By a process of inanition, as opposed to elimination, I cry uncle. If you can't beat 'em, join 'em. I might as well do the same thing. I could still create Folgezettel IDs, for fun..

## 20211010190300 User-friendly diagrams, take one

The generalized Folgezettel IDs define ordinary outlines, outlines within outlines, and so on. The original definition with proofs was written down so that I could get it over with. There were a few missteps for all to see—as of now I am aware of two typos that remain to be corrected, but no serious errors. Perhaps @thomasteepe could look at it. @ctietze mentioned that there were no illustrations to make this more user friendly.

## Examples

## What do the generalized IDs look like?

Initially, notes are given outline numbers (though they can start anywhere).

$$(\begin{array}{}

1 \\

2 \\

& 2.1 \\

& & 2.1/_1 1 \\

& & 2.1/_1 2 \\

& & & & 2.1/_1 2 /_1 1\\

& & & &2.1 /_1 2 /_1 1.1 \cdots \\

3

\end{array})$$

Under $(2.1/_1 1)$ you could have other outlines

$$(\begin{array}{}

2.1/_1 1.1 \\

2.1/_1 1.2 \\

& 2.1/_1 1.2.1 \\

& 2.1/_1 1.2.2 \\

2.1/_1 1.3\\

2.1/_1 2.

\end{array})$$ This last ID was already present in the first.

## But what is going on here?

A note with ID $(Z)$ can have any number of parallel outlines, with prefixes as follows.

$$(\begin{array}{}

Z /_1 & \cdots & Z/_n &\cdots

\end{array})$$ Their subsections are numbered with outline decimals; e.g.,

$$(

1, 1.2, 3.5.11.1, \ldots,\,\text{etc}

)$$

This can be read as follows: $(Z/_4 3.5.11.1)$ is note $(3.5.11.1)$ in the $(4)$-th alternative comment on note (with ID) $(Z)$.

Now suppose you wanted to start commentary in outline form on $(Z/_4 3.5.11.1,)$ and you decide that the note for this commentary is the first parallel commentary. You assign $(Z/_4 3.5.11.1 /_1)$ as the prefix to all the notes that comprise the new commentary, each of which have section and subsection numbers (I called them decimals). For example:

$$(\begin{array}{}

Z/_4 3.5.11.1 /_1 1 \\

Z/_4 3.5.11.1 /_1 2 \\

& Z/_4 3.5.11.1 /_1 2.1 \\

& Z/_4 3.5.11.1 /_1 2.2 \\

& &Z/_4 3.5.11.1 /_1 2.2.1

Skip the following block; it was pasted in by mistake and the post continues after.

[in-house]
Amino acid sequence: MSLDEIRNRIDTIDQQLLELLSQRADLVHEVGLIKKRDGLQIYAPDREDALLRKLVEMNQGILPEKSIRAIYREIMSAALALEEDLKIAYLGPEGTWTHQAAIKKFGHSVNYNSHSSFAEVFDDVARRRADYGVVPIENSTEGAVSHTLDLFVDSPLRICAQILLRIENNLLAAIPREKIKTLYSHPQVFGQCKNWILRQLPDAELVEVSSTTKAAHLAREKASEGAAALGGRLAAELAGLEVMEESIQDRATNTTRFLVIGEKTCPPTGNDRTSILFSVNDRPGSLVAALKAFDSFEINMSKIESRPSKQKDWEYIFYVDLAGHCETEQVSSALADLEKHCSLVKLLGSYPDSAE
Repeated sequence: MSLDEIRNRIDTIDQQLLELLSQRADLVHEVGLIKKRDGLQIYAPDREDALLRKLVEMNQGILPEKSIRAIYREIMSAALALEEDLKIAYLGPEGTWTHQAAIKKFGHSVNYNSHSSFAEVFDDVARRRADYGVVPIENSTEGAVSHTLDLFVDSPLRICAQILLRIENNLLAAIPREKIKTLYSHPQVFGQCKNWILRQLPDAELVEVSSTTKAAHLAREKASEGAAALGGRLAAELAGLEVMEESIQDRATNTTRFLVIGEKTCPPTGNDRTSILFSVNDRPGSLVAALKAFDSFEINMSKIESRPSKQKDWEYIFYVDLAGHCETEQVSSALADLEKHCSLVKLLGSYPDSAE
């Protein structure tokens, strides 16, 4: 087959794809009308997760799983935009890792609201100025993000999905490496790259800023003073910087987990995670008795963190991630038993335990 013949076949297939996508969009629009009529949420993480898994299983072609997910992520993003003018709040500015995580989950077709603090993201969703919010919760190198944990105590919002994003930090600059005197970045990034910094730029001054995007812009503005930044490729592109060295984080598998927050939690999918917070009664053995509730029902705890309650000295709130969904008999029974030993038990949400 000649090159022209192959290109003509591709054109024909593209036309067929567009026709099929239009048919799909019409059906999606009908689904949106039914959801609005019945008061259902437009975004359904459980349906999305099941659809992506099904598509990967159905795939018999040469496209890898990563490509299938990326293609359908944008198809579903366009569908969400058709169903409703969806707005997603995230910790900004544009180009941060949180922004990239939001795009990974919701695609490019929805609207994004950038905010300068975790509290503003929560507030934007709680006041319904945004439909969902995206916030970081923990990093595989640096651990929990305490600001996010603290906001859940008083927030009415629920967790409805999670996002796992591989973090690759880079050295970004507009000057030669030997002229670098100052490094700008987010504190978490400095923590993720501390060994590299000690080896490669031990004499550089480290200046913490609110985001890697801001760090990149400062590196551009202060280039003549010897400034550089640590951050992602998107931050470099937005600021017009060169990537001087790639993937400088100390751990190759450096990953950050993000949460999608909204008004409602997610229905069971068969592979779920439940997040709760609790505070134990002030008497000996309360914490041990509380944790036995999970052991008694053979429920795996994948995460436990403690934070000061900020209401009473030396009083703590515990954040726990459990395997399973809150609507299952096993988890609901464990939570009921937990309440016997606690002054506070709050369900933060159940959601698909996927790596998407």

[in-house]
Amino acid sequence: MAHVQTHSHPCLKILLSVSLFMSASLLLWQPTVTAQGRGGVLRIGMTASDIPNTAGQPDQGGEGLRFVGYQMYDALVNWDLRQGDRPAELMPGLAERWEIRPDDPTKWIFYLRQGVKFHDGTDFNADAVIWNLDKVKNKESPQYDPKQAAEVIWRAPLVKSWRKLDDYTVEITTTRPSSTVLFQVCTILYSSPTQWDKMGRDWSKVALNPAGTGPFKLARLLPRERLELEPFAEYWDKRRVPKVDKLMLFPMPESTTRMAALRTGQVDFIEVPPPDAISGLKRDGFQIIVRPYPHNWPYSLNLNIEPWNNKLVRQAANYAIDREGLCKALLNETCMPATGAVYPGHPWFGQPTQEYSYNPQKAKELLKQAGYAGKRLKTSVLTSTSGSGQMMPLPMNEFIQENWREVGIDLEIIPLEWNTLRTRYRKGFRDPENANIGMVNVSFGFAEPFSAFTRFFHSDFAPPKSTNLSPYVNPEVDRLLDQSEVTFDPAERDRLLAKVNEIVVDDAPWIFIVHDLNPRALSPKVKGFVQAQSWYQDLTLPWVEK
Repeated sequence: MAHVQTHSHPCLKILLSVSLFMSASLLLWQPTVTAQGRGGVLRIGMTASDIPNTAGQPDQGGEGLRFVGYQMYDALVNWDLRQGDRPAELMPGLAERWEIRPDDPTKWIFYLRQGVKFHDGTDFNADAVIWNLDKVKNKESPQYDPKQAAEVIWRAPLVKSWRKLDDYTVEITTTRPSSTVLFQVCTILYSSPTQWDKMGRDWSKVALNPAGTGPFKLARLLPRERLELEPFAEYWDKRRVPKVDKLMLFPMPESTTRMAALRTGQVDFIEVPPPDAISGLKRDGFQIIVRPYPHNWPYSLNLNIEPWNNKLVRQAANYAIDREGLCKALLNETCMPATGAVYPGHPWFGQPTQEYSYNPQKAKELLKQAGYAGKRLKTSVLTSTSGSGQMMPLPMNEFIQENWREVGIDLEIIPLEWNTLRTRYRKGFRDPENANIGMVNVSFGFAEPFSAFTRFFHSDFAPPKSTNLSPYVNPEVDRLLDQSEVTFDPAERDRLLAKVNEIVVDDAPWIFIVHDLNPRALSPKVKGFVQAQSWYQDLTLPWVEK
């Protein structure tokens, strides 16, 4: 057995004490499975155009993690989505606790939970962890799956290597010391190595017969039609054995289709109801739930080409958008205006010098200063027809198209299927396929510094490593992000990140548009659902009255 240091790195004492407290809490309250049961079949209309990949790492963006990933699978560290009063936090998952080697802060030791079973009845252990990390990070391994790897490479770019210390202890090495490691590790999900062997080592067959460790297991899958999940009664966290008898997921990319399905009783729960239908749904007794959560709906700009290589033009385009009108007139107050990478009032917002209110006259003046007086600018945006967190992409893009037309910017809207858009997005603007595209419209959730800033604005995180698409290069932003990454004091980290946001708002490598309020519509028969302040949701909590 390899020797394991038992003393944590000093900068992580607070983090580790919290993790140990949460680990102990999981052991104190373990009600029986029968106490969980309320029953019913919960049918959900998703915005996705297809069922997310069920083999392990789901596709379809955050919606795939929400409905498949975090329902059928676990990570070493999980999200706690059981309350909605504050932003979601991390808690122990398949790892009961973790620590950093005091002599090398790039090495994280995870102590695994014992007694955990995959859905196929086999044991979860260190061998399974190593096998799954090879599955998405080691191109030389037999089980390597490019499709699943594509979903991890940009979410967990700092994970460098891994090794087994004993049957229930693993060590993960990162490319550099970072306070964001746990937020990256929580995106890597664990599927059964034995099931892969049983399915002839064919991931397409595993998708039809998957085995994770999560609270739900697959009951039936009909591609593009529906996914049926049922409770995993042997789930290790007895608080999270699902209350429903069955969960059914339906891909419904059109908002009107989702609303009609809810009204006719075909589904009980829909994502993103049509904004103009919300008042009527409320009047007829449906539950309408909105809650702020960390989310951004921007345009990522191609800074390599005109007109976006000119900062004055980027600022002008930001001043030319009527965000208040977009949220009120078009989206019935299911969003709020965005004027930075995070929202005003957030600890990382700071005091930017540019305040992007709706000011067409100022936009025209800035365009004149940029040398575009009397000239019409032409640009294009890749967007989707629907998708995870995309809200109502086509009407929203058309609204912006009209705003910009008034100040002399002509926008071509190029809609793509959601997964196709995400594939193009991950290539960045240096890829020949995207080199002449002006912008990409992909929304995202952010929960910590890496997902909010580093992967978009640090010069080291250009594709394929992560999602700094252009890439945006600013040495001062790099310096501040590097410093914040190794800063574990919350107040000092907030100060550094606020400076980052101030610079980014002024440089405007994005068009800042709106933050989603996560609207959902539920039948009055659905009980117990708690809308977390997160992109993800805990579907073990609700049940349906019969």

\end{array})$$ This last ID identifies the note for section $(2.2.1)$ of the 1-st comment on section $(3.5.11.1)$ of the 4-th comment on (the note with ID) $(Z)$.

## How do Niklas Luhmann's IDs fit into this scheme?

That gives you coordinates of outlines within outlines. Niklas Luhmann went as far as one parallel commentary per note (maybe @Sascha could correct me!). In this scheme (up to relabeling alphabetic characters with numbers) you might have

$$(\begin{array}{}

1 \\

2 \\

& 2.1 \\

& & 2.1/_1 1 \\

& & 2.1/_1 2 \\

& & & & 2.1/_1 2 /_1 1\\

& & & &2.1 /_1 2 /_1 1.1 \cdots \\

3

\end{array})$$ Luhmann would not have used the subscripted slashes $(/_1)$. To make this closer to Luhmann's practice, it would appear like so.

$$(\begin{array}{}

1 \\

2 \\

& 2.1 \\

& & 2.1/ 1 \\

& & 2.1/ 2 \\

& & & & 2.1/ 2 / 1\\

& & & &2.1 / 2 / 1.1 \cdots \\

3

\end{array})$$

We could also substitute some letters for numbers, if we don't run out of letters. Luhmann didn't always strictly adhere to this model, but I think it's close enough, and it captures Luhmann's intentions formally.

## Linearization

To answer how to arrange these notes in a one-dimensional slip box, there is a bijective order-preserving map from the general Folgezettel to what I call normalized decimals, in which the initial and final numbers are nonzero. The map is called $(L)$ and it sends $(Z/_n d)$ to $(L(Z)\underbrace{.0.0.\cdots.0.}_{n\, \text{zeros}} d)$

by recursion, and $(L(d) = d)$ for a decimal $(d)$ (all the numbers are positive in $(d)$).

The normalized decimals are lexicographically ordered, so that they can be used to arrange all the notes in linear order. If they were paper notes, this map would allow you to write down the Folgezettel ID of a new note and figure out where it belongs in order in your files. Or if a note referred to another note, you could find that one by applying $(L)$ and comparing its lexicographic value with that of other notes.

Examples:

$$(\begin{array}{}

L(1.3.2.5) = 1.3.2.5\\

L(2.1/_1 2) = 2.1.0.2\\

L(Z/_4 3.5.11.1 /_1 1) = \underbrace{L(Z/_4 3.5.11.1).0.1}_\text{recursively} =